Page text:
Yes, you heard it right! So, before you go John-Wick mode, allow me to tell you why.
When my dad was a teenager, he and my grandmother lived in a thatched roof house for a long time. My mom joined the family and reasonably around the time, a puppy walked in. Initially, my folks were concerned about not having a space for the dog; then they figured it out. They called him “Mani” and gave him a small shelter with a tar roof. As he grew up with my family, he also grew protective of my mother and would accompany her everywhere. Being new to the family and a community, where she is still yet to make acquaintance with people, this meant a lot to my mom.
Living in a thatched house, my folks didn’t have a restroom and had to resort to the uncomfortable choice of open defecation, in a nearby forest.
My mom once said, about Mani: “He would follow me until I step into the forest. Soon after he would lead and I would follow. He usually runs looking around for trouble, barking now and then. He would then stop for me to catch up and he’d do that again. When I stop, he’d eventually move away to find something to eat until I walk out.”
These incidents happened before I was born. I shared my earliest childhood memories with Mani because I wasn’t allowed to play much with him; my folks wouldn’t allow me to. I was diagnosed with Primary complex, so I wasn’t allowed anywhere near a cat or a dog. Cats! I didn’t give a damn about them and they don’t give a damn about anyone. So, we were just fine.
When I got older, I started stealing moments to play with him. My mom eventually started calling Mani “Periya Naai” and me as “Chinna Naai”. We were that close! When I was around four years old, we brought down the old house and built a new one with a terrace roof. Mani got a new den as well. I still remember how he would stumble upon the mosaic tiles when they were still new and slippery. He and I would run together. We would keep running on the same spot, skidding in the process (like Scooby Doo), and that would make everyone burst into laughter. We would sit on the porch and watch the rain. He’d go absolutely berserk whenever it rained.
A good dog, we thought he was, until one night he showed his prowess. We usually did not tie him up because he knew his limits (having gotten accustomed to living with temperamental human beings, I guess). He barked only when he identified a threat or when he needed food and was never as annoying as a modern-day pet (Dogs these days! phew). That night, several dogs assembled in the middle of the road for a good fight, but Mani was still quietly seated inside. Suddenly, he went to Alpha-male-beast-mode. As I saw the gate creak, I got curious and walked out, only to see Mani gently hurrying to the fight. He barged in and stood there showing his canines. As a 10-year-old, that was one of the best “mass moment” I had witnessed. It was a Mexican standoff until he barked a few times and the other dogs had to leave. He was awesome!!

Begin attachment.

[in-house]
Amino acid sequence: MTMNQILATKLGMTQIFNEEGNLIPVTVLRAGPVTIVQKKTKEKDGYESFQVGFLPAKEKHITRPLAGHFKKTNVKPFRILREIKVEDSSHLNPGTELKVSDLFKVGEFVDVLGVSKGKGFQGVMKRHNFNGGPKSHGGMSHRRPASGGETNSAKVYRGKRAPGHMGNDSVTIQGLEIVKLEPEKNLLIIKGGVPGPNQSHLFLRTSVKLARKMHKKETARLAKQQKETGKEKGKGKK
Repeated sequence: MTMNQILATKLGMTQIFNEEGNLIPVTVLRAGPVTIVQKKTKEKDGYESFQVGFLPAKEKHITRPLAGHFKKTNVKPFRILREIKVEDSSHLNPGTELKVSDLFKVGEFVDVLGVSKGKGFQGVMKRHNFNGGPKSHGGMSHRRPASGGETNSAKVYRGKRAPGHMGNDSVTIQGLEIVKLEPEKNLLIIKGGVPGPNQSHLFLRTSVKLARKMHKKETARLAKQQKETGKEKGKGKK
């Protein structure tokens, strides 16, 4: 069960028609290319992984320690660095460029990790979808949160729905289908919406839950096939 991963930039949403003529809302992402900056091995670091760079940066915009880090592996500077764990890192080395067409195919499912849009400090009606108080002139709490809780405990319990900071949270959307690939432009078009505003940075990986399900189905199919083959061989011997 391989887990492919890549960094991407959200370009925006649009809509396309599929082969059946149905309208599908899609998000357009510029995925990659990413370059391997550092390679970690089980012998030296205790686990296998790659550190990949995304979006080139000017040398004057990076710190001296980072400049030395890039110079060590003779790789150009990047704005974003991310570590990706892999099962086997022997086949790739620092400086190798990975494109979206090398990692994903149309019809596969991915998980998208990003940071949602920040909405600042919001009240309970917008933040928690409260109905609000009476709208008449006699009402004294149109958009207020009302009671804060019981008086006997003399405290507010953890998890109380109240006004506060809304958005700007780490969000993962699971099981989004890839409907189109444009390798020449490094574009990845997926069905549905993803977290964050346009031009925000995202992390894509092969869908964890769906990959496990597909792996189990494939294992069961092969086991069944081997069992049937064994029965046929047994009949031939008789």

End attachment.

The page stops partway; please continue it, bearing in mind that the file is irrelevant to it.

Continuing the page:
My grandmother was also fond of Mani. It was, usually, she who fed him. One January morning (1998) when my grandma wasn’t home, Mani was killed. He was sleeping with his body within the gates but his head outside the gate to feel the chilly air. A lorry ran too close to my house, crushed his skull and killed him instantly. We were shaken and didn’t even know what to tell each other. It was the most silent morning that I could remember. He was 12 when he died and we buried him in our backyard. When my grandma returned home, she broke into tears and sang an ‘oppari’. A traditional goodbye to an old friend.
Mani was not of an exquisite breed, but a common country dog who was exceptionally healthy for his age. Probably, he had a few more years left in him. Mani and I shared our moments of joy and common curiosity about certain things. I didn’t know how much I loved him until he passed away. Days were tougher as I would sob, particularly when I would rush home from school on my bicycle only to realise he wouldn’t be there. His death shattered our hearts and we decided not to have another pet. It was too much a pain to endure.
Cats make a temporary stay at our home, all the time. They usually march in when they are pregnant and my folks take care of them. Mom and grandma would arrange cardboard boxes for the mother cat to stay warm and peacefully give birth to her kittens. The cat and its kittens would then migrate to some other place.
Three years back, my sister was adamant about having a pet. So, we brought two Dalmatian siblings. We had a great time playing with the dogs over the next three days. But, they sought so much attention and connection which we hadn’t really experienced that in a long time. After a day-long discussion and also considering that it was taking a toll on our grandmother’s health, we had to let them go. One more teary-eyed goodbye.
I say this again. I hate dogs. They make you fall in love with them and then when they leave, they take every shred of happiness you had. Like Dementors. Then, they will kill you with agony and rip a hole inside you that you cannot fill with anything else. There is always a cat around and the latest one has been with us, for the last 6 months. She doesn’t give a damn about me. So, we get along just fine.
Sometime in the near future, I might gather enough courage to adopt a dog. Probably, I might change this write-up’s title then!